Emails (excerpted), Dominic Chavez, senior director, External Relations, Texas Higher Education Coordinating Board, May 17, 2013

11:56 am

Subchapter U of the Texas Education Code establishes the Uniform Admissions Policy for our public universities.  Sec 51.803 in this subchapter (the section related to Top 10% policy) states the following:

 

Sec. 51.803.  AUTOMATIC ADMISSION:  ALL INSTITUTIONS.  (a)  Subject to Subsection (a-1), each general academic teaching institution shall admit an applicant for admission to the institution as an undergraduate student if the applicant graduated with a grade point average in the top 10 percent of the student's high school graduating class in one of the two school years preceding the academic year for which the applicant is applying for admission and:

(1)  the applicant graduated from a public or private high school in this state accredited by a generally recognized accrediting organization or from a high school operated by the United States Department of Defense;

(2)  the applicant:

(A)  successfully completed:

(i)  at a public high school, the curriculum requirements established under Section 28.025 for the recommended or advanced high school program; or

(ii)  at a high school to which Section 28.025 does not apply, a curriculum that is equivalent in content and rigor to the recommended or advanced high school program; or

 

The recommended high school program is laid out in TEA rule as follows:

§74.73. Recommended High School Program.

(a) Credits. A student must earn at least 26 credits to complete the Recommended High School Program.

(b) Core courses. A student must demonstrate proficiency in the following:

(1) English language arts--four credits. The credits must consist of English I, II, III, and IV. (Students with limited English proficiency who are at the beginning or intermediate level of English language proficiency, as defined by §74.4(d) of this title (relating to English Language Proficiency Standards), may satisfy the English I and English II graduation requirements by successfully completing English I for Speakers of Other Languages and English II for Speakers of Other Languages.)

(2) Mathematics--four credits. Three of the credits must consist of Algebra I, Algebra II, and Geometry.

(A) The additional credit may be Mathematical Models with Applications and must be successfully completed prior to Algebra II.

(B) The fourth credit may be selected from the following courses:

(i) Precalculus;

(ii) Independent Study in Mathematics;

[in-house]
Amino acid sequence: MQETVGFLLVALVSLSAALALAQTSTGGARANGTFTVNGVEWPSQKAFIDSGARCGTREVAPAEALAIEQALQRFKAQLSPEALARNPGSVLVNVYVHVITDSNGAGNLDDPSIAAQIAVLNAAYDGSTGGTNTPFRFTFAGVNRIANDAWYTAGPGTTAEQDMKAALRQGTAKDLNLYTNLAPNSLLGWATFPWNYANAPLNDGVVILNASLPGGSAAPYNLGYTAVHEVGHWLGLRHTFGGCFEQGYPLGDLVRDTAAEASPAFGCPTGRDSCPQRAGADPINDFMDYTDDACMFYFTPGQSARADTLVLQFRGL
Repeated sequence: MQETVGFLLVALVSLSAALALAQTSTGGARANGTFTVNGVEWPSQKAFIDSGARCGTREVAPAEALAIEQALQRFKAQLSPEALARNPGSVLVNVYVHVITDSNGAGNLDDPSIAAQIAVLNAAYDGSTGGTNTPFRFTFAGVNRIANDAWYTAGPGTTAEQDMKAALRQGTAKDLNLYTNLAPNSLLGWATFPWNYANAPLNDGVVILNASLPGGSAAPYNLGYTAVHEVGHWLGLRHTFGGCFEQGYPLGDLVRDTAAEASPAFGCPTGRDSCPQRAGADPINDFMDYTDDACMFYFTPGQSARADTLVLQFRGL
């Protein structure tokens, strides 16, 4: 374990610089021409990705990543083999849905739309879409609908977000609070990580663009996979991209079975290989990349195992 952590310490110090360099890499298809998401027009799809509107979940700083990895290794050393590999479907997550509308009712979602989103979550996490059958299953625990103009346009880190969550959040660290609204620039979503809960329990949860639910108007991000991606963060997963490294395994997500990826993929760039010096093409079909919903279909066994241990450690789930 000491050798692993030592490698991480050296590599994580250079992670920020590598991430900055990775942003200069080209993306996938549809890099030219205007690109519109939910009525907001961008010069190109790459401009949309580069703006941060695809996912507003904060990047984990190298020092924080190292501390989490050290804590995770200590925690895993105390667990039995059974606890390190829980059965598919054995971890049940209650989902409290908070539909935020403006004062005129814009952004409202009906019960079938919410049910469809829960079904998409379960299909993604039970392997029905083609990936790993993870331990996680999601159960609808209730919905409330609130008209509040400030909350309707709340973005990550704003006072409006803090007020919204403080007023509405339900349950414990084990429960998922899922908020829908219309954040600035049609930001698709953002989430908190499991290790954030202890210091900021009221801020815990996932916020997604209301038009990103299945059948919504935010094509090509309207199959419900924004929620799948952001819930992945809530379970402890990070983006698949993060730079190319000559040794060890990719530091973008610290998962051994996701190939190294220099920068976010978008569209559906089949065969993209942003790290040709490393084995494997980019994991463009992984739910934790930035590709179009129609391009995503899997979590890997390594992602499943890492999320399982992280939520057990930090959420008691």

(iii) Advanced Quantitative Reasoning;

(iv) Advanced Placement (AP) Statistics;

(v) AP Calculus AB;

(vi) AP Calculus BC;

(vii) AP Computer Science;

(viii) International Baccalaureate (IB) Mathematical Studies Standard Level;

(ix) IB Mathematics Standard Level;

(x) IB Mathematics Higher Level;

(xi) IB Further Mathematics Standard Level; and

(xii) pursuant to the Texas Education Code (TEC), §28.025(b-5), a mathematics course endorsed by an institution of higher education as a course for which the institution would award course credit or as a prerequisite for a course for which the institution would award course credit. The Texas Education Agency (TEA) shall maintain a current list of courses approved under this clause.

...

 

Dom

 

 

 

Dominic M. Chavez

Senior Director

Office of External Relations

Texas Higher Education Coordinating Board

12:27 pm

So the options for qualifying under top 10 (or now Top 8 for UT) are

 

(2)  the applicant:

(A)  successfully completed:

(i)  at a public high school, the curriculum requirements established under Section 28.025 for the recommended or advanced high school program; or

(ii)  at a high school to which Section 28.025 does not apply, a curriculum that is equivalent in content and rigor to the recommended or advanced high school program; or

(B)  satisfied ACT's College Readiness Benchmarks on the ACT assessment applicable to the applicant or earned on the SAT assessment a score of at least 1,500 out of 2,400 or the equivalent;

 

 

So yes, a student could technically be in the minimum HS program (which does not require Algebra II) but meet the ACT college readiness benchmarks OR score as indicated on SAT.  But this is probably a microscopic population since overall only 24% of all Texas students meet the ACT college readiness benchmarks.  Would be very difficult to meet the math benchmarks WITHOUT taking Algebra II.  Not impossible, but not very likely.

 

Let me check with our data people on your other question.  We collect the data on top 10% students, but not sure it is reported to us HOW they qualified (e.g. by curriculum or the college readiness exception)

 

Dom

3:54 pm

...we don't have the data broken-down by who qualified via which pathway.

Dominic M. Chavez

Senior Director, External Relations

Texas Higher Education Coordinating Board